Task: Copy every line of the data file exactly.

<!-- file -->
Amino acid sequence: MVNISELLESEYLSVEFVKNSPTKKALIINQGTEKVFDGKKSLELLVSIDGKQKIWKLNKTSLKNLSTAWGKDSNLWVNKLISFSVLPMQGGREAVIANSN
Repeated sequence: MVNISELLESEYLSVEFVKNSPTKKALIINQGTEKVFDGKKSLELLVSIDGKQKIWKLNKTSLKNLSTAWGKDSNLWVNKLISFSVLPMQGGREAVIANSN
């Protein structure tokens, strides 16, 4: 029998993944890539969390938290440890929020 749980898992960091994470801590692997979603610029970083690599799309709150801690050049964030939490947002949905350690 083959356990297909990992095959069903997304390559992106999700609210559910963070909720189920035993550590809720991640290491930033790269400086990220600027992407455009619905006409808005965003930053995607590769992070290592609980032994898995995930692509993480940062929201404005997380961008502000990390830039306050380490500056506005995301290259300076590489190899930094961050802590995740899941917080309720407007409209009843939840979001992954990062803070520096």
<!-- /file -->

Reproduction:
Amino acid sequence: MVNISELLESEYLSVEFVKNSPTKKALIINQGTEKVFDGKKSLELLVSIDGKQKIWKLNKTSLKNLSTAWGKDSNLWVNKLISFSVLPMQGGREAVIANSN
Repeated sequence: MVNISELLESEYLSVEFVKNSPTKKALIINQGTEKVFDGKKSLELLVSIDGKQKIWKLNKTSLKNLSTAWGKDSNLWVNKLISFSVLPMQGGREAVIANSN
């Protein structure tokens, strides 16, 4: 029998993944890539969390938290440890929020 749980898992960091994470801590692997979603610029970083690599799309709150801690050049964030939490947002949905350690 083959356990297909990992095959069903997304390559992106999700609210559910963070909720189920035993550590809720991640290491930033790269400086990220600027992407455009619905006409808005965003930053995607590769992070290592609980032994898995995930692509993480940062929201404005997380961008502000990390830039306050380490500056506005995301290259300076590489190899930094961050802590995740899941917080309720407007409209009843939840979001992954990062803070520096």